As a fantasy tale, "Terabithia" works well. It works better as a film about a young boy and his friend who come to terms with reality. I highly recommend this film for families, just be prepared to do some heavy explaining with younger children (under eight) when reality really, really hits home. Fans of this movie may also enjoy "The Chronicles of Narnia: The Lion, The Witch, and The Wardrobe," the "Harry Potter" films (although as Harry gets older, the movies and books become geared more towards older children), and "The Neverending Story." Also, even though I haven't read this particular book, I have read plenty of other young adult books in my day. Pick up "A Wrinkle In Time" by Madeleine L'Engle, any of the "Harry Potter" books, or any other wonderful child and pre-teen fantasy for your children to read if they enjoy this film.

Highly recommended."
Falsely Advertised, but Very Good
Christian Teppic | 04/03/2007
(5 out of 5 stars)

"I read the original book The Bridge to Terabithia when I was a kid. I don't remember very much from the book, but I remembered the general premise and the ending. When I originally read it, I really liked the book. So, obviously, when hearing that they were making it into a movie, I was very skeptical. Most good books don't translate into good movies. Then I saw the previews for the movie, and I was even more skeptical. This was not a book about fantasy lands and magical beings. This is no Chronicles of Narnia. I think it's much better, but it's certainly different.

This movie is about friendship, and imagination. It's the story of two fifth-graders, Jesse and Leslie, next-door neighbors, who are both outcasts. They aren't readily accepted in school, and aren't in love with their home lives, either. They grow a fast friendship where they "travel" to an imaginary land, Terabithia. In reality, it's just the woods behind their houses. All of the CGI that you see advertised is simply their imagination, and there's really very little of it. Just about every CGI-animated scene in the movie is shown in the previews. That is NOT what this movie is about, although that's what Disney would have you believe. It's about imagination and creativity, and how children should be encouraged to use that imagination.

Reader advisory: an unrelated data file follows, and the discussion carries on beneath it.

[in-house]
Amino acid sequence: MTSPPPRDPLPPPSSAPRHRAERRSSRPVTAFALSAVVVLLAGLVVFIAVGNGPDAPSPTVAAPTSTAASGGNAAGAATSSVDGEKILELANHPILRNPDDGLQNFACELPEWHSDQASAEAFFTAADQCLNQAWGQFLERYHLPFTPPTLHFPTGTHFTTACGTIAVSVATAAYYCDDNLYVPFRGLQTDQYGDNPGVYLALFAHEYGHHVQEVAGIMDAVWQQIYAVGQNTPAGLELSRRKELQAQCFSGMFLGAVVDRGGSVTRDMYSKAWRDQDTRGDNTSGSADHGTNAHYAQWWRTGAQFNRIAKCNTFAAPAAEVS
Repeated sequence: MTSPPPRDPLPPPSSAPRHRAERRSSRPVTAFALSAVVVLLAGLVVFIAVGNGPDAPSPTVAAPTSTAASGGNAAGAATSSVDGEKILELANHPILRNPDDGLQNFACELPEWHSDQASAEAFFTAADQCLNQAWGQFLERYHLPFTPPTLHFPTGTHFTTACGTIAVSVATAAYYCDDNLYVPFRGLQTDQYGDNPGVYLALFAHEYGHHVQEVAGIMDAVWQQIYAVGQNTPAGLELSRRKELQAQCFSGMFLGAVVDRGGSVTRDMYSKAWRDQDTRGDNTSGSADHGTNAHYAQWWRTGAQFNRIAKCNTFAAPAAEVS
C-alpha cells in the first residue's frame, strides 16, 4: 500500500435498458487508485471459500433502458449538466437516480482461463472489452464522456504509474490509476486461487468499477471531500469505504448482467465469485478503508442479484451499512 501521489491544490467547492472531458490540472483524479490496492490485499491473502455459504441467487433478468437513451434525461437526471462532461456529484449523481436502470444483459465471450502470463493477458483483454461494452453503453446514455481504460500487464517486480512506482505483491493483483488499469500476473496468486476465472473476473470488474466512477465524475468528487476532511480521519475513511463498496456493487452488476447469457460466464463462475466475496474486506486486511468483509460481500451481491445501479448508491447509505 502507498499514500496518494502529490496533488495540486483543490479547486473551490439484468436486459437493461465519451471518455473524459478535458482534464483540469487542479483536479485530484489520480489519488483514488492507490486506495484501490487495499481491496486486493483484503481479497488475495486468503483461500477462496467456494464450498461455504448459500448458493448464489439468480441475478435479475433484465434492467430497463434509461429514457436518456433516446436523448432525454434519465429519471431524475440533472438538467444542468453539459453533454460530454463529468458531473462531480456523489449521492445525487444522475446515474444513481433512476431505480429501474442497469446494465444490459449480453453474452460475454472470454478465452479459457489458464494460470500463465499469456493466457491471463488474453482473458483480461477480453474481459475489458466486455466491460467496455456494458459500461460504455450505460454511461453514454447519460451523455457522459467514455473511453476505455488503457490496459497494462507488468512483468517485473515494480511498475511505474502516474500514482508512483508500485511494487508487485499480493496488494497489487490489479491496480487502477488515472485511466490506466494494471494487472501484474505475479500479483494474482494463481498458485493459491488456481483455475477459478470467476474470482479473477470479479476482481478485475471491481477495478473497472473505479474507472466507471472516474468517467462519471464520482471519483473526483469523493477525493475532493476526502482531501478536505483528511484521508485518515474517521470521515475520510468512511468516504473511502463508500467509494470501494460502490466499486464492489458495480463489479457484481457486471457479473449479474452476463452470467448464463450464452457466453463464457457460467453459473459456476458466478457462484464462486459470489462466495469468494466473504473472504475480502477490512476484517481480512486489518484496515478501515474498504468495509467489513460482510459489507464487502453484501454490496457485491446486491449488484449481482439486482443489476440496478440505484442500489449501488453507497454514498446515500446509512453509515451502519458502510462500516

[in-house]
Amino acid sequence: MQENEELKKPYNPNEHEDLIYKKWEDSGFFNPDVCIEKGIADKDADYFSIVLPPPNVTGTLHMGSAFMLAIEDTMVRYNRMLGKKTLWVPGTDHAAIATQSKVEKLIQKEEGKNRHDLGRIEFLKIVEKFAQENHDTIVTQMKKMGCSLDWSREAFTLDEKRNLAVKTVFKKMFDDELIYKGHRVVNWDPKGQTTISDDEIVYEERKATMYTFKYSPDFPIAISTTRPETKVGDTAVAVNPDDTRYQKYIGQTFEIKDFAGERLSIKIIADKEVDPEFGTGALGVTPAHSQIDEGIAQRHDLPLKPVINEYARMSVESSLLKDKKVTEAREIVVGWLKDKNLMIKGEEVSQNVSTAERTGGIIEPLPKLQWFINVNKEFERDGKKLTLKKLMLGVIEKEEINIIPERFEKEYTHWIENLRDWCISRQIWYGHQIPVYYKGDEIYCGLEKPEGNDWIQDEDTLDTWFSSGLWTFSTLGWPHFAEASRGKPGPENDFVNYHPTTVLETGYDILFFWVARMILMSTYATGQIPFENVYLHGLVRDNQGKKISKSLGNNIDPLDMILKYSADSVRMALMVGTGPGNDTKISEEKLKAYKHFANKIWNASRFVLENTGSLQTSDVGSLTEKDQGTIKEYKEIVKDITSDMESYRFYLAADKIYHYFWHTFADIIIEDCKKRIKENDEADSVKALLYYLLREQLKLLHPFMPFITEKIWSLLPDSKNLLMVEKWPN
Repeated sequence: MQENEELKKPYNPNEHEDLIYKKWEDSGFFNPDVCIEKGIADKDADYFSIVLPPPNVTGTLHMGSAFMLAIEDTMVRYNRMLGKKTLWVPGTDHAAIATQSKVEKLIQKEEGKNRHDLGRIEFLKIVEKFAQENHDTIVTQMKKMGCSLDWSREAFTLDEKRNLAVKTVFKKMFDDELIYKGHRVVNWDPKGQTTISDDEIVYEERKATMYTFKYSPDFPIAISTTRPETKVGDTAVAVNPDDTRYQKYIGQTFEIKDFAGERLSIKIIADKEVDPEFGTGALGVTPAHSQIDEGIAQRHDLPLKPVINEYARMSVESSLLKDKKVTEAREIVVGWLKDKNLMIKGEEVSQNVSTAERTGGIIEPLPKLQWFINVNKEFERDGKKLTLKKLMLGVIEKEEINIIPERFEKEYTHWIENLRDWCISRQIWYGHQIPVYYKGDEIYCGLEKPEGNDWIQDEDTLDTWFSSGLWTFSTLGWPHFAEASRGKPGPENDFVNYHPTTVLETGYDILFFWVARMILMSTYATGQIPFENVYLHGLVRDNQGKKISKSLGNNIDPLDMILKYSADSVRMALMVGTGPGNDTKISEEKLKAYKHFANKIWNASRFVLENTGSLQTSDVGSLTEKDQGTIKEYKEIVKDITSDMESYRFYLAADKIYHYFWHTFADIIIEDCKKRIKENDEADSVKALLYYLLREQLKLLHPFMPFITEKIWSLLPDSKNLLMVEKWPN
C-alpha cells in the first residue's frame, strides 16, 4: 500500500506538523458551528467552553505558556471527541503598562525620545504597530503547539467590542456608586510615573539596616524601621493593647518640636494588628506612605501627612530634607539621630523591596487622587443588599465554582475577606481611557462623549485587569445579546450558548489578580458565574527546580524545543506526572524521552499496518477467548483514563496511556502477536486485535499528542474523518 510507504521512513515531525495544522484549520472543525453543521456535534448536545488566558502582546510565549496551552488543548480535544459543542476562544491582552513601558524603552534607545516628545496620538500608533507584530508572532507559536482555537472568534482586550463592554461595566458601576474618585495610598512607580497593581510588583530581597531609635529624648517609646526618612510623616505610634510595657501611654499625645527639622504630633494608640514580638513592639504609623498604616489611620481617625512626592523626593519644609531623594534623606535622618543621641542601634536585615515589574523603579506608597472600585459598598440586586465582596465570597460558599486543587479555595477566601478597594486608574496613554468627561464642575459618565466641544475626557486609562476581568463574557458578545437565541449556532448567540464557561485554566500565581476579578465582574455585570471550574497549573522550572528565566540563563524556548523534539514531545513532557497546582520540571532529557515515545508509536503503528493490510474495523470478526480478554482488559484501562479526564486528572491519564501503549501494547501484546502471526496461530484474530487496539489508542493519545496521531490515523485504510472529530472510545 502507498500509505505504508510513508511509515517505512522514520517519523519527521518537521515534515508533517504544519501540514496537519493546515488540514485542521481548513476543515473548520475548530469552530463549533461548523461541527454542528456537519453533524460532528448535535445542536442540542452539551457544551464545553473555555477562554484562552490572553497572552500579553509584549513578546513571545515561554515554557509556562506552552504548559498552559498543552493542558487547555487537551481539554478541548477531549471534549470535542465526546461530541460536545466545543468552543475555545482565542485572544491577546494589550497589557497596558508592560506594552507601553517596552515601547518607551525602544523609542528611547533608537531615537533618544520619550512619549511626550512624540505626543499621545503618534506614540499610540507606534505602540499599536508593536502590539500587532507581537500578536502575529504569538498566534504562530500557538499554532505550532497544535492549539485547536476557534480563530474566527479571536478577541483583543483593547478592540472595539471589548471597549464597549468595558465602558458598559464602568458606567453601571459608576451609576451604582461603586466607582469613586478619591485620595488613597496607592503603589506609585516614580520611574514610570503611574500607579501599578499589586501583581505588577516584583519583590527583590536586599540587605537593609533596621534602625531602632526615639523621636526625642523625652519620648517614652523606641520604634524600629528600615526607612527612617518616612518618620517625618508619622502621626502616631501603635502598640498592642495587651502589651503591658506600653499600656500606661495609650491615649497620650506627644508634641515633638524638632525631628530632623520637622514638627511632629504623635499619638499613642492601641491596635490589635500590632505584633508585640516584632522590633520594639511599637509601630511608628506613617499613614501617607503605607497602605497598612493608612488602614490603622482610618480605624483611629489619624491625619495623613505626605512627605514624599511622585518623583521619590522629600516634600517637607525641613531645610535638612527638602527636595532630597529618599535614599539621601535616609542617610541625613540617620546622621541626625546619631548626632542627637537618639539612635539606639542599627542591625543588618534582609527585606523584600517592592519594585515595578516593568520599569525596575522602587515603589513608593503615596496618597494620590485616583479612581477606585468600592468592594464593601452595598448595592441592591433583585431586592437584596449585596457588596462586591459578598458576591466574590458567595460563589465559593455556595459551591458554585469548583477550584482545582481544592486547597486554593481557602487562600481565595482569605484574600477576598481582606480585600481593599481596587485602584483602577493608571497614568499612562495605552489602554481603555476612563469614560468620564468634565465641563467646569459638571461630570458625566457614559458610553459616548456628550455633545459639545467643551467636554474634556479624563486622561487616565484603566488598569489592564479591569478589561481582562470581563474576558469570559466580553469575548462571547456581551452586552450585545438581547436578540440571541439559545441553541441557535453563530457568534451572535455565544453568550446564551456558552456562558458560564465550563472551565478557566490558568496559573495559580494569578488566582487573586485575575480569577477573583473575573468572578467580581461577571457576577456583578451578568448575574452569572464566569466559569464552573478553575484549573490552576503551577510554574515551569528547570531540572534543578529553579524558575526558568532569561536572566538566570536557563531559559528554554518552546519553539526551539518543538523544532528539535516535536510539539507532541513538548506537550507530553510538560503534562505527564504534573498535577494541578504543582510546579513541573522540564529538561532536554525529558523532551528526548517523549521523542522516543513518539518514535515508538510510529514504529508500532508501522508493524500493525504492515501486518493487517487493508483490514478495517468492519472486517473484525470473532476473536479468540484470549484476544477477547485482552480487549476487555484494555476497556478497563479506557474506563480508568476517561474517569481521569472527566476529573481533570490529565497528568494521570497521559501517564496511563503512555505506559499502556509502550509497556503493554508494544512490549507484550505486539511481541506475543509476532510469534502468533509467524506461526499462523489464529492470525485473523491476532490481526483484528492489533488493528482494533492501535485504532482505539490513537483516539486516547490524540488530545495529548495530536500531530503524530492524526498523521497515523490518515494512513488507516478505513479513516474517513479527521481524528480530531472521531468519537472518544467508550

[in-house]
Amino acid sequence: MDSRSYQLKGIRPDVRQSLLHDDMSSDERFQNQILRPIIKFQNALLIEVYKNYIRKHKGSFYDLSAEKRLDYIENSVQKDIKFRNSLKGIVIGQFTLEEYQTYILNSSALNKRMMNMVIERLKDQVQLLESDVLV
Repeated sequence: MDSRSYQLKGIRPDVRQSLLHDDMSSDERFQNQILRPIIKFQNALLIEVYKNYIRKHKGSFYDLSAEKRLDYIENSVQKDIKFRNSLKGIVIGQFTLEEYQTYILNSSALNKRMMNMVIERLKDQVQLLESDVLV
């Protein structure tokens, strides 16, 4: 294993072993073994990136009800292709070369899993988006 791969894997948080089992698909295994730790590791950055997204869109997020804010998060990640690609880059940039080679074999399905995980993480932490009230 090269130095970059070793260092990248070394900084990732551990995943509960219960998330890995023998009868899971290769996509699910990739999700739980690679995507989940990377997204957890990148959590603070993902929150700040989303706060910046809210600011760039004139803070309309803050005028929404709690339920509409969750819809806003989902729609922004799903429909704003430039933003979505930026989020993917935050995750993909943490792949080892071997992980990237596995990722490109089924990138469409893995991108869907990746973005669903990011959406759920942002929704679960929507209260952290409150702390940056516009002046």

I have a problem with all of the parents giving this movie terrible reviews because they say it's not child-appropriate. I don't have an opinion as to whether or not it's appropriate for children, that's for each individual parent to decide. Some kids can handle it, some can't. It doesn't take much research, however, to find out that this is not the happiest of stories. Any parent who really cares about what their kids see is going to research the movie BEFORE allowing their kids to see it. That involves either looking it up online, asking friends who have already seen it (or read the book), or watching it themselves FIRST to screen what their children see. I will not ruin the story by saying what happens, but if you really want to know, spend five minutes doing some research. Read the other reviews on this page, for crying out loud. But if you bring your kids to a movie that you haven't researched at all and it's not what you expect, don't blame the movie for your lack of effort. I understand Disney falsely advertised this movie, of course they did. Advertising it as another Chronicles of Narnia is certainly going to bring more sales in. But this movie is VERY GOOD. One reviewer said you have to be masochistic to enjoy a movie like this. I don't believe that's true. You simply have to appreciate a well-told story. Sometimes life sucks, and sometimes really terrible things happen. That's what the book was about, and this movie is faithful to that story.

I'm in my mid-twenties. When I went to see this, I went with a few friends of mine, all of us adults. Every one of us loved it. The two main actors (the two kids) are REALLY good. Jesse is the introvert and Leslie is the extrovert. You really buy into their friendship as you watch them learn to know one another. You want Jesse to punch the bully in the face; you want Leslie to stand up to the eighth-grader.

By the end, you could hear plenty of sniffles throughout the audience, including coming from my friends. Heck, I knew the story beforehand, and I still teared up. It's difficult to watch, but I believe the story was handled with very much care by Disney. Overall, this is an excellent movie, if not with reservations. If you're concerned with what your children see, then spend some time and find out what's in the plotline. But this movie is really good.